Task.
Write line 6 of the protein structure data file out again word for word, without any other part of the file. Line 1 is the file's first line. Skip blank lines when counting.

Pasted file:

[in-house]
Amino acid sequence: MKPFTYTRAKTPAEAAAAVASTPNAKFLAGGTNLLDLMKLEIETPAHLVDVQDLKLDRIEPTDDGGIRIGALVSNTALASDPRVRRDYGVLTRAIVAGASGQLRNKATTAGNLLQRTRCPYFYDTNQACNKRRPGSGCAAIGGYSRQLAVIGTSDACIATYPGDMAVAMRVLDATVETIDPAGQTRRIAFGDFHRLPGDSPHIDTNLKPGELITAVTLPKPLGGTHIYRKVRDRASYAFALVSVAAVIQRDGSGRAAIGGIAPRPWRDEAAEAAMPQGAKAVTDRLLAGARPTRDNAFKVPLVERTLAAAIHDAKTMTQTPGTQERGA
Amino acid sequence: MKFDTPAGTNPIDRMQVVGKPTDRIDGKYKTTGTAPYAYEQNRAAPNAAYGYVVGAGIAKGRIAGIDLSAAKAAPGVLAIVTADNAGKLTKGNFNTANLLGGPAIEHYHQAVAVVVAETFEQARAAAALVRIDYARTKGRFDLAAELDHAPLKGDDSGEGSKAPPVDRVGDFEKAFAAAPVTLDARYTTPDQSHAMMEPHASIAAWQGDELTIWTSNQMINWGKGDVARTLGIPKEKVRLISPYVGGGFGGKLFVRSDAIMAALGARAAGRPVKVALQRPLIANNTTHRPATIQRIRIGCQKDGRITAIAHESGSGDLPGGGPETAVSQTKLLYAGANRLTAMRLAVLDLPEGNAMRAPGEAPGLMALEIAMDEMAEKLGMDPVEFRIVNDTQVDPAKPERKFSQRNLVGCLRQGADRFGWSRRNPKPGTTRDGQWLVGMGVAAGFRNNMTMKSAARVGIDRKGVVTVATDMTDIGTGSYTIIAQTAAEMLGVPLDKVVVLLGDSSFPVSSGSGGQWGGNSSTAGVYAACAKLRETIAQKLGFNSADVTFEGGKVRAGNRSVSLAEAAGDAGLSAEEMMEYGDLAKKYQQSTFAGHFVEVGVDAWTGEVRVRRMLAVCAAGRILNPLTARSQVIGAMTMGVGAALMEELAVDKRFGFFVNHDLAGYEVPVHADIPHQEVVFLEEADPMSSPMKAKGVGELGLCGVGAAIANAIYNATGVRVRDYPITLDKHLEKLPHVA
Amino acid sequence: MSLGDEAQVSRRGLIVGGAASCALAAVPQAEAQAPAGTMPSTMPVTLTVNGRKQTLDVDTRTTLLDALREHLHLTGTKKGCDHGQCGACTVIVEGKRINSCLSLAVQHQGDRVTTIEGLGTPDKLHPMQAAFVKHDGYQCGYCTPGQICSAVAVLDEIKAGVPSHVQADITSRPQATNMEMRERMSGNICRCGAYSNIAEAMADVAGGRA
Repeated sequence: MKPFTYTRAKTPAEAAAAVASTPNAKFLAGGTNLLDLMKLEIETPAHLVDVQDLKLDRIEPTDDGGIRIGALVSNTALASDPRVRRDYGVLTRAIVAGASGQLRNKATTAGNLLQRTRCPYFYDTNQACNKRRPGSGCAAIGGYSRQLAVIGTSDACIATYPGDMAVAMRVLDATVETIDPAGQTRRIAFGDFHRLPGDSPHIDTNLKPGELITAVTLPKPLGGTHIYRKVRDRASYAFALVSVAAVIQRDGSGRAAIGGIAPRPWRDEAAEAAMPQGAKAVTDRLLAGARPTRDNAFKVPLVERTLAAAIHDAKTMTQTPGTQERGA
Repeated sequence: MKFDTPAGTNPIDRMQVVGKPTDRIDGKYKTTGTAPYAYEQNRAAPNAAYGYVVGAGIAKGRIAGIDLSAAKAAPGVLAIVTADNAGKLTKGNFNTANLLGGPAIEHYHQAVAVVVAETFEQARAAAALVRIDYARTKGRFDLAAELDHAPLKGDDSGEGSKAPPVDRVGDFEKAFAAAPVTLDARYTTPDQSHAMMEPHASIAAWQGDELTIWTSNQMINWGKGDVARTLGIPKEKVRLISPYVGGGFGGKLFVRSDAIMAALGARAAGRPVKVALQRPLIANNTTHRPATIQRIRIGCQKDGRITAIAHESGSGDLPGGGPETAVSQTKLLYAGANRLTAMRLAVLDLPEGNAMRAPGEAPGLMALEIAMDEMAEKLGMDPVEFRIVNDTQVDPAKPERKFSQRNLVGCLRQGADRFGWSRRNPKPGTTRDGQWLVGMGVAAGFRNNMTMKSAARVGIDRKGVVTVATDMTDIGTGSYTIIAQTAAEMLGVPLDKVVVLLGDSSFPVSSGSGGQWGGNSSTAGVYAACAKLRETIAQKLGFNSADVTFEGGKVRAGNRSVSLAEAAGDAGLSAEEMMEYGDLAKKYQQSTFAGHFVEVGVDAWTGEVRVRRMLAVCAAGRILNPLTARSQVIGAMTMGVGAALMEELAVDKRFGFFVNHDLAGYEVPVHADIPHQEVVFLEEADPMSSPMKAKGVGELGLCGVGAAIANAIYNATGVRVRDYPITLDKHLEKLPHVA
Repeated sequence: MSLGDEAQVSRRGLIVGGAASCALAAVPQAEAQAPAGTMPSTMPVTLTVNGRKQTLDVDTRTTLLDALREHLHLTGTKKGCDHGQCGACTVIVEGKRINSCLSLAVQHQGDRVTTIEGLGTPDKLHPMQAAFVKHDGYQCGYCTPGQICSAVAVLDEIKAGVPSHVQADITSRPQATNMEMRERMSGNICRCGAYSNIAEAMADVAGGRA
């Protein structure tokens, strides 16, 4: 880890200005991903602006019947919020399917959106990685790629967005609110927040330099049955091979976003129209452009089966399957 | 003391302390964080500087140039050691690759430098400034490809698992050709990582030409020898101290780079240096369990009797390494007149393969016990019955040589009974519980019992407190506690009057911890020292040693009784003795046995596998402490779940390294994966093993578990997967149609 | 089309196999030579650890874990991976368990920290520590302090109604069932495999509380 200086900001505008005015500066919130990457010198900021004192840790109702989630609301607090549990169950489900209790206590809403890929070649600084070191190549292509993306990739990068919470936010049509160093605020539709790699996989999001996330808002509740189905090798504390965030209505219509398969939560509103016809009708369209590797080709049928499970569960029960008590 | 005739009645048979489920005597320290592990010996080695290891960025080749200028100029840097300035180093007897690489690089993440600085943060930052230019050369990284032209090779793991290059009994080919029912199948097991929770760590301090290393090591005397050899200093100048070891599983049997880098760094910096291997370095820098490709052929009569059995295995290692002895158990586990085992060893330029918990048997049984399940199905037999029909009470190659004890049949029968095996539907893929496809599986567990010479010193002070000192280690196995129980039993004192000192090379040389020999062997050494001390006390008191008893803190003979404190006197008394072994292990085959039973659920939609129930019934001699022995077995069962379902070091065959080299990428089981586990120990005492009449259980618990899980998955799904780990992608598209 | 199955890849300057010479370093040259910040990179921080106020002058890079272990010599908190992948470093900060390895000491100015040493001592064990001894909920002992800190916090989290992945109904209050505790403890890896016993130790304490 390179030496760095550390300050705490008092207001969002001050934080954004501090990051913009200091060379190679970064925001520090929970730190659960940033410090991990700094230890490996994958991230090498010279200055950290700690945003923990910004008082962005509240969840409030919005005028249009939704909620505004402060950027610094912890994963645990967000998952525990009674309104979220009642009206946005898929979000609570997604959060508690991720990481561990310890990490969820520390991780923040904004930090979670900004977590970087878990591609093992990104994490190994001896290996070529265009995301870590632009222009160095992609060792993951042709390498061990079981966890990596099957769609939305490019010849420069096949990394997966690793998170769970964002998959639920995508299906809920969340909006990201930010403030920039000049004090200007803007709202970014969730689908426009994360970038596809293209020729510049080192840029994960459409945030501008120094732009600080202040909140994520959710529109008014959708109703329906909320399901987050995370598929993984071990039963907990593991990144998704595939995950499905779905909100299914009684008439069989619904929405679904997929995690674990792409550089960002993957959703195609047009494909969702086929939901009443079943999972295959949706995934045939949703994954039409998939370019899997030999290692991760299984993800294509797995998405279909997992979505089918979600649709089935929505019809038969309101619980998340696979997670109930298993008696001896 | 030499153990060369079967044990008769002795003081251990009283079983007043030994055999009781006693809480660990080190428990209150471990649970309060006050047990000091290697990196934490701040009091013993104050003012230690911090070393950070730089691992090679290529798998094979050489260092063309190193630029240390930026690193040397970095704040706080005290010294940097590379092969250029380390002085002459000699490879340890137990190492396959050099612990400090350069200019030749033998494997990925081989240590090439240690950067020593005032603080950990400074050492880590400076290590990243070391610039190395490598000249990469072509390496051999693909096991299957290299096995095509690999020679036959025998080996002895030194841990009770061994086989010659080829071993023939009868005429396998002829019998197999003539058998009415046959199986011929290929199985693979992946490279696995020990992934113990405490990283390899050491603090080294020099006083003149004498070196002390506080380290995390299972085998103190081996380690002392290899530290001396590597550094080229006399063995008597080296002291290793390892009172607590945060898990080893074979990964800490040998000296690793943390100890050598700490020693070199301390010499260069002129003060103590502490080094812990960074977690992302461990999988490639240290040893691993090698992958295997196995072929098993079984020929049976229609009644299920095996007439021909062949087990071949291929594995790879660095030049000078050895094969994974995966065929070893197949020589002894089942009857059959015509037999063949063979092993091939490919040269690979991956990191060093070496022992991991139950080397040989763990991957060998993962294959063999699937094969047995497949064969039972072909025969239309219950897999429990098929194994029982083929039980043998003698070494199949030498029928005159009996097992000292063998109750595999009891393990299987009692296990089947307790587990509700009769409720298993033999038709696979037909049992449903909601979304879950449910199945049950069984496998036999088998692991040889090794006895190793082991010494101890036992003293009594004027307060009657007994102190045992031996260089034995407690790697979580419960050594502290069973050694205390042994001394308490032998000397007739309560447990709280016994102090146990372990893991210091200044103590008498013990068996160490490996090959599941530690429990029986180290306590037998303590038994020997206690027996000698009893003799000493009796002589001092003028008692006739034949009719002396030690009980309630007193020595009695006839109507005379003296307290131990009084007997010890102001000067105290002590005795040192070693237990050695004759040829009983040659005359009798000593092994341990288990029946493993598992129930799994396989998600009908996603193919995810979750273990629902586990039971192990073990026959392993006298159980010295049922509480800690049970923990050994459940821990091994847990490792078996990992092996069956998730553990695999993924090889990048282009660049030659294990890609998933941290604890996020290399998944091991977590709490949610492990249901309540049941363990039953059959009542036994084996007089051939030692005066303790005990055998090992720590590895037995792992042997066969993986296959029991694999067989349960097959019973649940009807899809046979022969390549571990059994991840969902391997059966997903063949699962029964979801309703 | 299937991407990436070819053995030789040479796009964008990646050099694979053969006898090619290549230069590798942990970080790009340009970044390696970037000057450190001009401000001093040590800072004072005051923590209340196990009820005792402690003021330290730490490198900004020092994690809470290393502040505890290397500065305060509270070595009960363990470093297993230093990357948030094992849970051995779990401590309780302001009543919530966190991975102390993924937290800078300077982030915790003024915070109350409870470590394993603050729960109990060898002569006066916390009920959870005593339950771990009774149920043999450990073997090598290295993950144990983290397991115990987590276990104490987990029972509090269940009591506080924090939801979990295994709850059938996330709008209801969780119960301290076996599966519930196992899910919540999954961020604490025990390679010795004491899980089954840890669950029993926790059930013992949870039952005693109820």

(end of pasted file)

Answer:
Repeated sequence: MKFDTPAGTNPIDRMQVVGKPTDRIDGKYKTTGTAPYAYEQNRAAPNAAYGYVVGAGIAKGRIAGIDLSAAKAAPGVLAIVTADNAGKLTKGNFNTANLLGGPAIEHYHQAVAVVVAETFEQARAAAALVRIDYARTKGRFDLAAELDHAPLKGDDSGEGSKAPPVDRVGDFEKAFAAAPVTLDARYTTPDQSHAMMEPHASIAAWQGDELTIWTSNQMINWGKGDVARTLGIPKEKVRLISPYVGGGFGGKLFVRSDAIMAALGARAAGRPVKVALQRPLIANNTTHRPATIQRIRIGCQKDGRITAIAHESGSGDLPGGGPETAVSQTKLLYAGANRLTAMRLAVLDLPEGNAMRAPGEAPGLMALEIAMDEMAEKLGMDPVEFRIVNDTQVDPAKPERKFSQRNLVGCLRQGADRFGWSRRNPKPGTTRDGQWLVGMGVAAGFRNNMTMKSAARVGIDRKGVVTVATDMTDIGTGSYTIIAQTAAEMLGVPLDKVVVLLGDSSFPVSSGSGGQWGGNSSTAGVYAACAKLRETIAQKLGFNSADVTFEGGKVRAGNRSVSLAEAAGDAGLSAEEMMEYGDLAKKYQQSTFAGHFVEVGVDAWTGEVRVRRMLAVCAAGRILNPLTARSQVIGAMTMGVGAALMEELAVDKRFGFFVNHDLAGYEVPVHADIPHQEVVFLEEADPMSSPMKAKGVGELGLCGVGAAIANAIYNATGVRVRDYPITLDKHLEKLPHVA